Blog: Bible blog
To mark the 400th anniversary of the King James Bible, an initiative funded by charities and philanthropists to the tune of £370,000 is currently sending out a copy of the bible to every school in the country, with the intention of completing this task by the end of the month.
The enterprise has the full support of Education Secretary Michael Gove, who acknowledges the ‘profound impact’ which the work has had ‘on our history, language, literature and democracy’.
So far, so laudable. And what school would not welcome a literary donation of any kind, even of a work they are likely already to possess on their shelves?
But not everyone welcomes the role played by religion within our school curriculums, and the matter highlights the way in which this issue is fudged from the top down, in order to accommodate a variety of opinions and persuasions whilst attempting to please all and offend none – an aspiration doomed to fail.
Currently a third of our publicly funded schools are faith schools, which will from the outset play an important part in determining which local children are able to win a place there, bearing in mind that faith schools tend to be amongst the highest scoring academic achievers.
Once there, the faith of that school is likely to play an active part both in the syllabus of its Religious Education classes, and in many other subjects as well, the most obvious example being the potential for a school to teach creationism over evolution if strictly adhering to its religious outlook.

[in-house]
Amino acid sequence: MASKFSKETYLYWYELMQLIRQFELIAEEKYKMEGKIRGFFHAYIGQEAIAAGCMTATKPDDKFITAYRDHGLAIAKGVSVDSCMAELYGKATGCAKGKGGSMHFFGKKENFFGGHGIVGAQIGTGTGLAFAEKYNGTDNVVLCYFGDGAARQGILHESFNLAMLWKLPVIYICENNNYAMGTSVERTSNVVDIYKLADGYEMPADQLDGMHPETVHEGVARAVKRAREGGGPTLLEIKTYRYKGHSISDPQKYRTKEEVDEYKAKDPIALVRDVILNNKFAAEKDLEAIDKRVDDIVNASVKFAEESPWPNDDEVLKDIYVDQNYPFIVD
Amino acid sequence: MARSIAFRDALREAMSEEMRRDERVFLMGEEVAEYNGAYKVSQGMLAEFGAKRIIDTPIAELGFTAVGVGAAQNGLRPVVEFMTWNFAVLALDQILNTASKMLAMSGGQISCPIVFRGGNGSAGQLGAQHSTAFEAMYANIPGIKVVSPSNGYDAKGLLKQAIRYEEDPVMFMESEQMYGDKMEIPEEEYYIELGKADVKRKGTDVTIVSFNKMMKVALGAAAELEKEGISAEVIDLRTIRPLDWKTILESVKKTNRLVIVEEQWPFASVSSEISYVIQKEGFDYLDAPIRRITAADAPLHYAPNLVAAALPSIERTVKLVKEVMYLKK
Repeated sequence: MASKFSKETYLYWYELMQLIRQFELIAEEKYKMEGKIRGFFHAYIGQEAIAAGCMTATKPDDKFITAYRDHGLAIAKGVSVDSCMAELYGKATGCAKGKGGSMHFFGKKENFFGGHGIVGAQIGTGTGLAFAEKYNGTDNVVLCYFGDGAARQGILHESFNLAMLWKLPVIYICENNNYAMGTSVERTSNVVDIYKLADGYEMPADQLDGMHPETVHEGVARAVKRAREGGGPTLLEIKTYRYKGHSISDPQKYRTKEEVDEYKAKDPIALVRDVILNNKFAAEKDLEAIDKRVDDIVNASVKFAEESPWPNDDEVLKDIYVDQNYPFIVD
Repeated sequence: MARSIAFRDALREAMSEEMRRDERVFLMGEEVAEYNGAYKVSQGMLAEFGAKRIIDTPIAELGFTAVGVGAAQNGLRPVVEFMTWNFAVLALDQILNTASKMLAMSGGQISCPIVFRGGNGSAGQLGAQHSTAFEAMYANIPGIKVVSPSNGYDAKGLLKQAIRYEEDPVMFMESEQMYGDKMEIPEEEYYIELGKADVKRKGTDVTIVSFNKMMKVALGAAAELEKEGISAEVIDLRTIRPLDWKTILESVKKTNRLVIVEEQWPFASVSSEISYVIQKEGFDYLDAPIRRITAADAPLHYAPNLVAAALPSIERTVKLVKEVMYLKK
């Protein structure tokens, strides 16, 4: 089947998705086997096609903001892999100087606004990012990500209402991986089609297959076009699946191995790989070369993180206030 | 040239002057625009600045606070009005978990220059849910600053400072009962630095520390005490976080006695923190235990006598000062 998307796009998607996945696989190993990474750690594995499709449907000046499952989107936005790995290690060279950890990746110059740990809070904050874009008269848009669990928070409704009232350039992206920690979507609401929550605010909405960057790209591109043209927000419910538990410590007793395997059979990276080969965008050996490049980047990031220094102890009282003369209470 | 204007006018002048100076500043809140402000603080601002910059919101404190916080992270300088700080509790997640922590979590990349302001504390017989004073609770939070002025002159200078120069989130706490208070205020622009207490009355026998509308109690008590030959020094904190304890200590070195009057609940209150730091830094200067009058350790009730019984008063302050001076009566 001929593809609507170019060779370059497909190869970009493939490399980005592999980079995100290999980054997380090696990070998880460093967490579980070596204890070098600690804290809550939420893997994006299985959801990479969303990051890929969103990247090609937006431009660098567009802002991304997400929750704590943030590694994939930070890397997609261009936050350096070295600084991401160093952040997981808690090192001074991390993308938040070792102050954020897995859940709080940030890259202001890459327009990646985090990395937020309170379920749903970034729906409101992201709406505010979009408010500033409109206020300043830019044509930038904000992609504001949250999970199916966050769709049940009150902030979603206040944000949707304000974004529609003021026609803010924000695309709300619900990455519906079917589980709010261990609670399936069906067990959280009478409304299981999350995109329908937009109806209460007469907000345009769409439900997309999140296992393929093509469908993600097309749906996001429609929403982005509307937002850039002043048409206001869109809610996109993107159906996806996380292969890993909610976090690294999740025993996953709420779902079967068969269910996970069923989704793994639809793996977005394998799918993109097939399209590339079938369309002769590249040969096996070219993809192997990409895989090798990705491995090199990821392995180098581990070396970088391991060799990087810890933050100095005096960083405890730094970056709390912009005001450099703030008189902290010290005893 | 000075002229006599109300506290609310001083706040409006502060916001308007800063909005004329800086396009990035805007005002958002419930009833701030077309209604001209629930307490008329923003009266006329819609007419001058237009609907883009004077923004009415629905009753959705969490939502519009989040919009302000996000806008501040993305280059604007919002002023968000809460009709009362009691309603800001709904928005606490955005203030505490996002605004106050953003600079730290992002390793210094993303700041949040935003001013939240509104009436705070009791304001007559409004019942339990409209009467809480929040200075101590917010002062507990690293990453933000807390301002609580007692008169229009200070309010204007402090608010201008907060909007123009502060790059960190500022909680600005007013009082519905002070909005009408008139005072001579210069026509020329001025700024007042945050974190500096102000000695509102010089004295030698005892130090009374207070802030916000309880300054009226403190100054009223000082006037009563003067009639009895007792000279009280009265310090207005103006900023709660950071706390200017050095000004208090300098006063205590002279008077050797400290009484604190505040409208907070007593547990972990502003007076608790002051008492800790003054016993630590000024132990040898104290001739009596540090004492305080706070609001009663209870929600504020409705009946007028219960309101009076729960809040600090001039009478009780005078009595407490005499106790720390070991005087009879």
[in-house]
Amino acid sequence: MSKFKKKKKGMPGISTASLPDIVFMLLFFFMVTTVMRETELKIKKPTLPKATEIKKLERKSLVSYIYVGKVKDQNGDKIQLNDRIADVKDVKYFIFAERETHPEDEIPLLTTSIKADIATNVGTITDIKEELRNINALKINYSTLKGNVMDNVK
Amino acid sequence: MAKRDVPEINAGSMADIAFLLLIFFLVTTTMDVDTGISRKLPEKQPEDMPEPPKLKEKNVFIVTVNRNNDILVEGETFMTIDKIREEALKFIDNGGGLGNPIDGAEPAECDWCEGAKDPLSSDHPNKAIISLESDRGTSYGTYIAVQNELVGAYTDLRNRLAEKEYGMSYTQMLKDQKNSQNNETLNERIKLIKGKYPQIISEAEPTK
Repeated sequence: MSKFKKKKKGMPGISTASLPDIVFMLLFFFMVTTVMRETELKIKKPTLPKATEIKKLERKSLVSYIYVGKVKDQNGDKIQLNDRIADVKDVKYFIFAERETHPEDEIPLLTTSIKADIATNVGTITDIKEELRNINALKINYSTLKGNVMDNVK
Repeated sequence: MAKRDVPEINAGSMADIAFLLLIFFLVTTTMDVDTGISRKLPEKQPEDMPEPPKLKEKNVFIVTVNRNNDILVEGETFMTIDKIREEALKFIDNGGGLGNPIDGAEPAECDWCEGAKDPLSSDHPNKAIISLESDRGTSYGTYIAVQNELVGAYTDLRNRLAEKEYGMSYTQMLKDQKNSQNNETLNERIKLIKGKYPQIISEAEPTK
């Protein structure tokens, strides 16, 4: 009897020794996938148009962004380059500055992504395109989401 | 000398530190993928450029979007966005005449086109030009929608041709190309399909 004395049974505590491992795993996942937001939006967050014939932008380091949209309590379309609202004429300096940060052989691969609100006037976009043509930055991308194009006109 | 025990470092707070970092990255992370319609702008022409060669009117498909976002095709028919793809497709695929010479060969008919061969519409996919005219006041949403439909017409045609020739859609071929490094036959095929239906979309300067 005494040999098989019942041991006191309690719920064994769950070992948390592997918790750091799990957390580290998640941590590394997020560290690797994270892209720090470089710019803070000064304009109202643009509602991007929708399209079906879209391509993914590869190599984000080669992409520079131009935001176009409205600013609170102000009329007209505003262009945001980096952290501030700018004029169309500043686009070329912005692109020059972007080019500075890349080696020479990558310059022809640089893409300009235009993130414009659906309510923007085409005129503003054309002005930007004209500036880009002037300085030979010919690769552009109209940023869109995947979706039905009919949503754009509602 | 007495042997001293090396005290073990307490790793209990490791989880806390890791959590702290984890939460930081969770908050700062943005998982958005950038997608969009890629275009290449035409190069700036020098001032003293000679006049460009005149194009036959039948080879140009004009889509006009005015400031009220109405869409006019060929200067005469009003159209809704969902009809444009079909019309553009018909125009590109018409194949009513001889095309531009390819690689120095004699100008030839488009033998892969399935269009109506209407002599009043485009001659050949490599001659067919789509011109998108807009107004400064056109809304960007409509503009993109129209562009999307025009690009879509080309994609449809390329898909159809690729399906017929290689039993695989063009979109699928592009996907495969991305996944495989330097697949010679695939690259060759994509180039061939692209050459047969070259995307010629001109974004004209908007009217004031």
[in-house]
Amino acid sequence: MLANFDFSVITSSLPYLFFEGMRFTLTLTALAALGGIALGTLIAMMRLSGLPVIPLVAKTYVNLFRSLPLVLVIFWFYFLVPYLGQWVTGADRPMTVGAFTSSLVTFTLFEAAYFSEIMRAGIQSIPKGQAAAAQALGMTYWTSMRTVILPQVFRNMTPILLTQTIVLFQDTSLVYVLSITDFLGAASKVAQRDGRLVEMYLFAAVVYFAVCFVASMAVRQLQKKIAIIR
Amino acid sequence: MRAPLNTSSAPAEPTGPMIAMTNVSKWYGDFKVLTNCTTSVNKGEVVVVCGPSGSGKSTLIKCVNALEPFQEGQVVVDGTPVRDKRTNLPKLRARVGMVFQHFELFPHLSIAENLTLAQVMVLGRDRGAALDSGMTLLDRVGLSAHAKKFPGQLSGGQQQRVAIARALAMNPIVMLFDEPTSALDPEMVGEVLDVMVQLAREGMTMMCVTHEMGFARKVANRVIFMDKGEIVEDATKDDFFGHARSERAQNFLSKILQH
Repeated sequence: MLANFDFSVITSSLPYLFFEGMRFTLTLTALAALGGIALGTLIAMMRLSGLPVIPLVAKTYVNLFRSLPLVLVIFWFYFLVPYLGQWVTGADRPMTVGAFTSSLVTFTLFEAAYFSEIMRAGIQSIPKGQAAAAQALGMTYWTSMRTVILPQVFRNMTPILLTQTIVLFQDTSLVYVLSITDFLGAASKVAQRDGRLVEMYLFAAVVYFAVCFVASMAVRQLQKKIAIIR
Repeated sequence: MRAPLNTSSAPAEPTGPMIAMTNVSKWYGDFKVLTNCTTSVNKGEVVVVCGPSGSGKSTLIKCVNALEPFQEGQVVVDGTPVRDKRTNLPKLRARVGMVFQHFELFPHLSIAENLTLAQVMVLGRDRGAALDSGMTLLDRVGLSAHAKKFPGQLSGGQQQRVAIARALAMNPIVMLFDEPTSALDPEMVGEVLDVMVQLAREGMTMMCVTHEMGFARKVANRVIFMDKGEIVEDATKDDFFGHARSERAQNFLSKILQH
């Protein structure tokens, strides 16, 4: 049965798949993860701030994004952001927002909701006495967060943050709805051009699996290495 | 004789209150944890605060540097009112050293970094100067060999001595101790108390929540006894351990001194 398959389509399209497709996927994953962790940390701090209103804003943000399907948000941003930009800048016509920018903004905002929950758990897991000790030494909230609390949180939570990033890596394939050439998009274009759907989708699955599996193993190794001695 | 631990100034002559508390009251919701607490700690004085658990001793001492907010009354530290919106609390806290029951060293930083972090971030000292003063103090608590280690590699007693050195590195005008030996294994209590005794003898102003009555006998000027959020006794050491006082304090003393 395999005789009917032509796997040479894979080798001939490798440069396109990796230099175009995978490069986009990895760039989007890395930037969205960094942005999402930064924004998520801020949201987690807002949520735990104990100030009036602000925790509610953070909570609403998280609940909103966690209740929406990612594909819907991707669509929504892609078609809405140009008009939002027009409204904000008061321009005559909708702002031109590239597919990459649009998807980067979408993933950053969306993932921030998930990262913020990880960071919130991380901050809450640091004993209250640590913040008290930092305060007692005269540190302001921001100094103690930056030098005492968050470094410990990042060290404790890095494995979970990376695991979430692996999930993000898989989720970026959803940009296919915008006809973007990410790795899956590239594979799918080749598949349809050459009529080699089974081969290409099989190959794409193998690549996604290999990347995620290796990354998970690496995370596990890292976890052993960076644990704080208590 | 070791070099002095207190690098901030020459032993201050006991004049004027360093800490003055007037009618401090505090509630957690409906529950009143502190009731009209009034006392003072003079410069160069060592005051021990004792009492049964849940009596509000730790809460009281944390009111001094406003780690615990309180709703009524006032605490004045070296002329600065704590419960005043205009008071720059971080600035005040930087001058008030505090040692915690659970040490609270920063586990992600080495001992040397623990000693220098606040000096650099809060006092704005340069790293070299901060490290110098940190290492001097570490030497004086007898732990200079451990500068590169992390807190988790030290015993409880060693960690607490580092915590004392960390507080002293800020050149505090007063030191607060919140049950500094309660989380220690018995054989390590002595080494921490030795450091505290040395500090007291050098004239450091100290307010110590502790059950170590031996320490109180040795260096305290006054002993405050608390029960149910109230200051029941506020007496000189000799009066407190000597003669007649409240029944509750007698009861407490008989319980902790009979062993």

Currently, whilst RE must be taught in both primary and secondary schools, it is not part of the compulsory curriculum - meaning that parents are free to withdraw their children from all or part of the classes, at their and the school’s discretion. If the Government’s own directive is that religious education should be compulsory but optional, how are we to interpret their stance on this most vital of issues, whose outreach and ramifications could be said to underpin the fabric of our society?
In addition, the content of the school’s RE classes is determined locally by the Education Authority, rather than nationally, and in the case of faith schools, many are legally allowed to determine this content for themselves – in other words, from the exclusive vantage point of their own particular faith.
It is time that the Department of Education should firstly develop some convictions on this matter, and then display the courage of those convictions to lead from the top once and for all on what part it feels religion and religious partisanship should be allowed to play in the educating of our nation’s children. Until then, it is anyone’s guess whether those copies of the King James Bible will be used for academic or spiritual study.